Cookies – For Breakfast!

If you’re bored with your usual breakfasts, maybe you need to start eating cookies first thing in the morning. Breakfast cookies are the perfect way to shake up your morning routine, and they can be quite healthy too. These soft, crispy-edged cookies are made with protein- and fiber-packed almond and coconut flour, as well as oats, dried cranberries, and maple syrup. They’re gluten-free, refined sugar-free, and the ultimate grab-and-go breakfast. A homemade cookie and a cup of coffee feels indulgent and luxurious, but the healthy balance of protein, fat, and slow-burning carbs these cookies provide will fuel you for your busy day and help you avoid a blood sugar crash midmorning. If you have a little extra time, crumble a cookie into a bowl of Greek yogurt. Instant cookie granola!

Since most of us don’t have tons of extra time for baking, this recipe is streamlined to deliver big flavor with minimal effort. The butter is melted instead of creamed, meaning that you don’t have to mess with a mixer. The cookies are flavored with a scrumptious combination of cinnamon and nutmeg, so your house will smell amazingly cozy while they’re baking. Whip up a batch this weekend, pop the cookies in the freezer, and set one out each night as an easy workday breakfast for the next morning.

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Powerhouse Ingredients to Start Your Day Right

Each of the ingredients in the recipe offer a variety of whole foods based minerals, micronutrients, and macronutrients that will help your body function at its highest capacity. Check out just a sampling of the amazing ways in which these ingredients support your body’s systems:

  • Almond flour. This low-carb, gluten-free flour is an excellent source of potassium, which can help to regulate blood sugar.1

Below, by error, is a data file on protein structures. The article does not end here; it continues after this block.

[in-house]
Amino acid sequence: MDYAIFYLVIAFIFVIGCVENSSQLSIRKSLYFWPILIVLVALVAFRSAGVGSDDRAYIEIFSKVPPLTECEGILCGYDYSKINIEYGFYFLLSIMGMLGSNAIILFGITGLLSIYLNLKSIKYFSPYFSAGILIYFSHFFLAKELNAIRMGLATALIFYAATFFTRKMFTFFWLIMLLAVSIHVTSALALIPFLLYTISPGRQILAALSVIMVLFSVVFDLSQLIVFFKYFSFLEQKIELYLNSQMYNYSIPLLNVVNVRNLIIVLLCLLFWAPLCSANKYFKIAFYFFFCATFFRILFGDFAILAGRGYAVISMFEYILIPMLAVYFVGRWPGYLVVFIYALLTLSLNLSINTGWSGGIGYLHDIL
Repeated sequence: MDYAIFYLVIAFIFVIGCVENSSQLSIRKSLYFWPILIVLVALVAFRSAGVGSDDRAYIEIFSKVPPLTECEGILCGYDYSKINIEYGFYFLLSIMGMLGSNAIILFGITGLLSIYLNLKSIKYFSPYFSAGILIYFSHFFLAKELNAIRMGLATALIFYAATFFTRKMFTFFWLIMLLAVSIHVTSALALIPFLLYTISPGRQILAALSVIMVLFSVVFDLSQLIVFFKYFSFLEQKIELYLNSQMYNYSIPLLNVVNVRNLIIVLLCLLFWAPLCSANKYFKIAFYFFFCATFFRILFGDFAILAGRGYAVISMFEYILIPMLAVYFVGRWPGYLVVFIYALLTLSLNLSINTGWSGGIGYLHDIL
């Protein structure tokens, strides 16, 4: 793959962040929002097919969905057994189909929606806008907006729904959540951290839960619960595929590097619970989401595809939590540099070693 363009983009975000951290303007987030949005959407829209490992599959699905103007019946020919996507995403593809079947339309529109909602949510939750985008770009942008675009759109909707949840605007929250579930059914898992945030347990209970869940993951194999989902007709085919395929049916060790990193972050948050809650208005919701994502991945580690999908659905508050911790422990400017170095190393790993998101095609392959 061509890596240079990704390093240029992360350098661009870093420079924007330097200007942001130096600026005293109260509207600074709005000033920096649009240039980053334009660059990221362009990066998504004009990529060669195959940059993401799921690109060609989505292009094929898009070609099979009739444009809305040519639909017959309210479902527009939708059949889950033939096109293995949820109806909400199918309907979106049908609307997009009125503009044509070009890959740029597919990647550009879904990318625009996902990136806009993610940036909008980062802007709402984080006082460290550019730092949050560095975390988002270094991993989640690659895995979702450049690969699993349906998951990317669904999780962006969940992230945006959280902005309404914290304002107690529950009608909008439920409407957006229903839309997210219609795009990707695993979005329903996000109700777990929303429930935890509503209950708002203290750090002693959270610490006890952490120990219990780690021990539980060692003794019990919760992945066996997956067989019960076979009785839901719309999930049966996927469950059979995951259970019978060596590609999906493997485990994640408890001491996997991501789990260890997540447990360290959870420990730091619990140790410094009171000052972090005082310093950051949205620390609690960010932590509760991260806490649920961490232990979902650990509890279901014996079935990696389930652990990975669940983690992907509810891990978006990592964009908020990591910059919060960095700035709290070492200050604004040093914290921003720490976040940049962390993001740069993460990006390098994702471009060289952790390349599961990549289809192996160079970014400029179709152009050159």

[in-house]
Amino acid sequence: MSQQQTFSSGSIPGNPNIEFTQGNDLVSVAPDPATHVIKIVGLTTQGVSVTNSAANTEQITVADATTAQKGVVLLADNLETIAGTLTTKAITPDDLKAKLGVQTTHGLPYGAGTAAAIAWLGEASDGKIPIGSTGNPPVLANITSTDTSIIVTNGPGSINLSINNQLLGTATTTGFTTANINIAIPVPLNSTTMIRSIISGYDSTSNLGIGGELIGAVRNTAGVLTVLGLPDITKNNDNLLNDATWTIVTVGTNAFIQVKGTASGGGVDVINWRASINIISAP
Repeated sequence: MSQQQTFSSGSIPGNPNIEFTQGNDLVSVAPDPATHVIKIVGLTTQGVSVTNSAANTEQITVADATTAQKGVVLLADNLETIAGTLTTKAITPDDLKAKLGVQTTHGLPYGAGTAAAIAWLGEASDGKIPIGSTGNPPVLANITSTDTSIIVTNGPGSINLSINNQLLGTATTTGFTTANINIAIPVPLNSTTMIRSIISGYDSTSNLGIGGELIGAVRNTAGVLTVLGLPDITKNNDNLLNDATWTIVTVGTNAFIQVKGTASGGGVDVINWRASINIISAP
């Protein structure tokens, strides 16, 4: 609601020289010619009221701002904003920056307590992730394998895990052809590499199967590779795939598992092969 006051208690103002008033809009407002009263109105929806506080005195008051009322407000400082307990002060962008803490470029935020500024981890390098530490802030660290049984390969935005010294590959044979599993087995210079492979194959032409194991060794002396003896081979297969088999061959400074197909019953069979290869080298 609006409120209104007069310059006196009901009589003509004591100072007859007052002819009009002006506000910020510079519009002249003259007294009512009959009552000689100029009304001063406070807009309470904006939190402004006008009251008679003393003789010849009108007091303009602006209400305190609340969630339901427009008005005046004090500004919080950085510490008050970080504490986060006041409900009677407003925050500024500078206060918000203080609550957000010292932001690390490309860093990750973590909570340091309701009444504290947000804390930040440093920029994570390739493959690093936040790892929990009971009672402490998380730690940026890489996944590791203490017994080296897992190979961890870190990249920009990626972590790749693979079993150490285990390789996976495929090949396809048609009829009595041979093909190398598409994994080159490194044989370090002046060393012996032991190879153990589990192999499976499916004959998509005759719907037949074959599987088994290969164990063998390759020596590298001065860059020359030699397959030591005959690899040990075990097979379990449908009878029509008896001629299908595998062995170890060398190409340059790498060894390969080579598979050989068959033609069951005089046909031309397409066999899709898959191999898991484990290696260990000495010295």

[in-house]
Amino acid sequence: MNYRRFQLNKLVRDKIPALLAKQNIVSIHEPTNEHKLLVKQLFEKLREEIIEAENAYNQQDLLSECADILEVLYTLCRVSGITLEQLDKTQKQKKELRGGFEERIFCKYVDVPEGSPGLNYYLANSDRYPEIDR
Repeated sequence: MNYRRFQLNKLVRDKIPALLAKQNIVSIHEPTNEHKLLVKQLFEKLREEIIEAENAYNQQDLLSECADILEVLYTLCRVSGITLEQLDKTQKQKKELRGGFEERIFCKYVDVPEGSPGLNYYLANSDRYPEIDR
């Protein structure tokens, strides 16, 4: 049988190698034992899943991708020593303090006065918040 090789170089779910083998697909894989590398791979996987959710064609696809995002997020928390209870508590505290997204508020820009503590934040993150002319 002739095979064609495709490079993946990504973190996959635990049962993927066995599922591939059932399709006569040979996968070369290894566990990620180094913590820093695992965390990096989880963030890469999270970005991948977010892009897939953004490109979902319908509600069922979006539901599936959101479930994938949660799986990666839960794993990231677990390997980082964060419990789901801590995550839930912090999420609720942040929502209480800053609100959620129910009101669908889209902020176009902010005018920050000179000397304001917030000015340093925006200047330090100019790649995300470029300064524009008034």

• Coconut flour. Coconut flour is a great source of medium chain fatty acids, or MCFAs, a type of energy-boosting fat that can speed up your metabolism and stabilize your blood sugar levels.2
  • Rolled oats. Oats are the only source of a unique type of antioxidants called avenanthramides, which are believed to protect against heart disease.3
  • Cranberries are an amazingly synergistic superfood, known to protect against cancer and a variety of infections.4
  • Maple syrup. Maple syrup is a mineral-loaded, all natural sweetener that provides 18% of the recommended daily value of zinc, which plays an important role in immune function. It offers so much more nutrition than refined, ‘empty calorie’ sweeteners like white sugar.5

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Gluten-Free Cranberry Oat Breakfast Cookies (Makes 11-12 medium-sized cookies)

Dry Ingredients:

1 1/2 cups blanched almond flour

1/4 cup coconut flour

1/4 cup coconut sugar

1 teaspoon cinnamon

1/2 teaspoon nutmeg

1/2 teaspoon baking soda

Pinch of salt

1 cup rolled oats

1/2 cup dried cranberries

Wet Ingredients:

1 egg

1/2 cup butter, melted

1/4 cup maple syrup